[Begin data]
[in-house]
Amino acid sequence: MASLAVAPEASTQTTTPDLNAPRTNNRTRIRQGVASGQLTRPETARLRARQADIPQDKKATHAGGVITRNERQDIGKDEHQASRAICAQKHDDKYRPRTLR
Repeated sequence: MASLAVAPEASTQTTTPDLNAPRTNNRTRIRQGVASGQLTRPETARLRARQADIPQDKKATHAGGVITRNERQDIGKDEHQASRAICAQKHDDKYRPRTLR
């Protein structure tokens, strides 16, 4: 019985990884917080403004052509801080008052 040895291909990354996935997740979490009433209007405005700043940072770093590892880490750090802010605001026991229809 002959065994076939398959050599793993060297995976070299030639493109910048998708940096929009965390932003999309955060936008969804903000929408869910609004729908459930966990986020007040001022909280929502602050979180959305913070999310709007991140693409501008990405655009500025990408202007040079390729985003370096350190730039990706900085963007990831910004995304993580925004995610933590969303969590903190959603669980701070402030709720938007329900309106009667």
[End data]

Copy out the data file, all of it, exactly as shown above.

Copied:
[in-house]
Amino acid sequence: MASLAVAPEASTQTTTPDLNAPRTNNRTRIRQGVASGQLTRPETARLRARQADIPQDKKATHAGGVITRNERQDIGKDEHQASRAICAQKHDDKYRPRTLR
Repeated sequence: MASLAVAPEASTQTTTPDLNAPRTNNRTRIRQGVASGQLTRPETARLRARQADIPQDKKATHAGGVITRNERQDIGKDEHQASRAICAQKHDDKYRPRTLR
């Protein structure tokens, strides 16, 4: 019985990884917080403004052509801080008052 040895291909990354996935997740979490009433209007405005700043940072770093590892880490750090802010605001026991229809 002959065994076939398959050599793993060297995976070299030639493109910048998708940096929009965390932003999309955060936008969804903000929408869910609004729908459930966990986020007040001022909280929502602050979180959305913070999310709007991140693409501008990405655009500025990408202007040079390729985003370096350190730039990706900085963007990831910004995304993580925004995610933590969303969590903190959603669980701070402030709720938007329900309106009667």